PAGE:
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NBA Hall-of-Famer among plaintiffs in lawsuit over WA state COVID-19 restrictions

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(The Center Square) – NBA Hall-of-Famer John Stockton of Spokane is among the plaintiffs suing Washington state Attorney General Bob Ferguson and Washington Medical Commission executive director Kyle Karinen over alleged free-speech sanctions levied against health care providers who spoke out against state restrictions imposed during the COVID-19 pandemic.

The plaintiffs’ legal counsel includes Robert F. Kennedy Jr. of New York, nephew of the late President John F. Kennedy and a current U.S. presidential candidate himself. Kennedy, like Stockton, has been critical of COVID-19 vaccinations and other health-related measures recommended by many medical professionals during the pandemic.

The lawsuit was filed Thursday in the U.S. District Court of Eastern Washington where Stockton and another plaintiff, retired ophthalmologist Dr. Richard Eggleston of Clarkston, reside. Also joining the legal action are two other retired Washington doctors, Thomas T. Siler and Daniel Moynihan, along with the Children’s Health Defense and up to 50 other unnamed “John and Jane Does” physicians.

According to the Washington Medical Commission, both Eggleston and Siler have enforcement actions pending against them.

In their 20-page complaint, the plaintiffs allege the state medical commission investigated, prosecuted, or sanctioned approximately 60 physicians who “spoke out against the mainstream COVID narrative in September 2021.”

“There is no place for the government, under the guise of regulating physicians and protecting the public, to censure, restrict or sanction the content and viewpoint of the publicly expressed views of physicians on COVID or any other subject, just because the government does not like the message or thinks it is wrong,” the complaint states.

Moynihan is a volunteer with Children’s Health Defense, a nonprofit group which says it seeks to end childhood health epidemics by working to eliminate “harmful exposures” and establish safeguards to “prevent future harm.” The group claims COVID vaccinations pose a “negative risk-benefit profile” for healthy children.

The plaintiffs say the purpose of their lawsuit is “to protect the right of physicians to speak, and the right of the public to hear their message. The goal is to stop the Commission from investigating, prosecuting or sanctioning physicians who speak out in public against … edicts put out by the CDC and repeated by primary news outlets, which has caused the public to lose trust in the public health authorities, which has caused the CDC to repeatedly apologize and promise to do better.”

Guidelines espoused by the U.S. Centers for Disease Control and Prevention evolved after the pandemic arrived in early 2020 and scientists learned more about the mutable characteristics of the highly infectious coronavirus. But the CDC, along with the Washington Department of Health and the American Medical Association, all consistently advised that eligible persons, including children, get vaccinated and to mask up in crowds and public indoor spaces as effective ways to slow transmission of the disease and reduce severity among infected persons.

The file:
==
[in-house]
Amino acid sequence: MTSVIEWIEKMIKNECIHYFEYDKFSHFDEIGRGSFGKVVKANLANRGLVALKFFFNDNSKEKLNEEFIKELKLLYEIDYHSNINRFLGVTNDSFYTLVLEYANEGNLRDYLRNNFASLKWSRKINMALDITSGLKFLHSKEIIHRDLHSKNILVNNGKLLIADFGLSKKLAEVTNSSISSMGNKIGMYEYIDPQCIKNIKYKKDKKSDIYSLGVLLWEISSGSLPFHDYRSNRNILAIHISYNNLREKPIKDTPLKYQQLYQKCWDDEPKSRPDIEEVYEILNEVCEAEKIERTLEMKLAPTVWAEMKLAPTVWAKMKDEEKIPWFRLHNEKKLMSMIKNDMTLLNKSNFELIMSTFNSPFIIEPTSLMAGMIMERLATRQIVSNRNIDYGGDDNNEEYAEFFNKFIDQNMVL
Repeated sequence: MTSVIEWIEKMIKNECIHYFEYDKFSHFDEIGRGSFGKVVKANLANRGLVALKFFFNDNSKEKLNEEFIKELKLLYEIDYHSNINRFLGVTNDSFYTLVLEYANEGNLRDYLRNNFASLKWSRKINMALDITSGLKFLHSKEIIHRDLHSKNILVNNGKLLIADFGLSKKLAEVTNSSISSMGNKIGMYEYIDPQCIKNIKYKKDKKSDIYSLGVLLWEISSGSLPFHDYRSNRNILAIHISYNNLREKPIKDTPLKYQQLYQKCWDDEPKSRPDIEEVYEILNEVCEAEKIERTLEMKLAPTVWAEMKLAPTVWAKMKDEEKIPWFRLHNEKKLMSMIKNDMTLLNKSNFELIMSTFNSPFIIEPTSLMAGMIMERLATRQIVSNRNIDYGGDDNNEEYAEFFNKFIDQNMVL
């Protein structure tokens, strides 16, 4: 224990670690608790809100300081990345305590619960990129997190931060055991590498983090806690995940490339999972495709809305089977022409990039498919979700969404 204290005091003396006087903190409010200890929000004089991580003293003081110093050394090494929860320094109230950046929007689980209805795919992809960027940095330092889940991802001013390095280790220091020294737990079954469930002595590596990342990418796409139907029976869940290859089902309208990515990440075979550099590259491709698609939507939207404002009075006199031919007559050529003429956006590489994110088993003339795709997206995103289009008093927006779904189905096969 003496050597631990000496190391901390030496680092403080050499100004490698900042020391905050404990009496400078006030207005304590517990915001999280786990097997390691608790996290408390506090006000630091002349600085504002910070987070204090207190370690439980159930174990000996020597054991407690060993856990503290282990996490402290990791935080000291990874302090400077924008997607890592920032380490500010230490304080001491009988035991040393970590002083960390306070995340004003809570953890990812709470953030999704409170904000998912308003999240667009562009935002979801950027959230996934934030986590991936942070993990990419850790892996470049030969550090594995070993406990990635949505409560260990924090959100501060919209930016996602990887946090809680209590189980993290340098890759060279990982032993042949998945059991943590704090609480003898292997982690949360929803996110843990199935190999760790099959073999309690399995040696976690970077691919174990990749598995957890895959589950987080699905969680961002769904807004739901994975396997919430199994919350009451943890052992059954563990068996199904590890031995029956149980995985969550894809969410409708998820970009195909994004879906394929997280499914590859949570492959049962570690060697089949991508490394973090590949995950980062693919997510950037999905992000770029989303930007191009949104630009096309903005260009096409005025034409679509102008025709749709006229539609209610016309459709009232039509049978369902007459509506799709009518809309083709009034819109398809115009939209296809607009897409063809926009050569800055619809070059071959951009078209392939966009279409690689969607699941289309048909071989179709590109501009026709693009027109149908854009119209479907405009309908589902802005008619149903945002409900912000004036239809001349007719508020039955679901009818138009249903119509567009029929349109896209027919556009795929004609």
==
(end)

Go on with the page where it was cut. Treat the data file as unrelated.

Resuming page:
No responses had yet been filed in court by the state medical commission and attorney general’s office and no hearing dates have been set. Karinen and Ferguson are listed as defendants because their offices respectively investigate and charge physicians with misconduct and prosecute in disciplinary cases.

The plaintiffs are not seeking any compensatory damages, but they are asking the court for a declaratory judgment and injunction that investigations and sanctions against alleged-offending physicians violate their First Amendment free-speech rights.

Stockton, 61, played basketball collegiately at Gonzaga University in Spokane and later starred as an NBA point guard during his 19-year career with the Utah Jazz. But his opposition to state masking and vaccine mandates prompted Gonzaga to suspend Stockton’s season tickets to home games during the 2022 season.

The complaint says Stockton is suing the state on his own behalf and “advocates for all Washingtonians who share his belief that people have the First Amendment right to hear the public soapbox speech of Washington licensed physicians who disagree with the mainstream COVID narrative.”

Along with Kennedy, legal counsel representing the plaintiffs include Clarkston attorney Todd Richardson and attorney Richard Jaffe of Sacramento, who has been involved in several prior COVID-19 “misinformation” cases with the California Medical Board, one of which resulted in a preliminary injunction.

Although emergency vaccination and indoor masking mandates had largely been lifted in Washington by last spring, COVID-19 remains a serious threat, according to the state Department of Health.

“Washington residents have died from COVID-19 each week in 2024, and long COVID remains a risk,’ the DOH says on its website. “It is important that everyone continues to protect themselves and others from respiratory viruses. This includes staying current with vaccinations, staying home when sick, taking steps for cleaner air, wearing masks in crowded and/or poorly ventilated places, and frequent hand washing.”

The CDC reports that Washington state has experienced 15,843 deaths related to COVID-19 between Jan. 1, 2020 and March 2 of this year, including 352 deaths in the past three months. Nationwide, there have been over 1.83 million related deaths in the same time frame, the CDC says.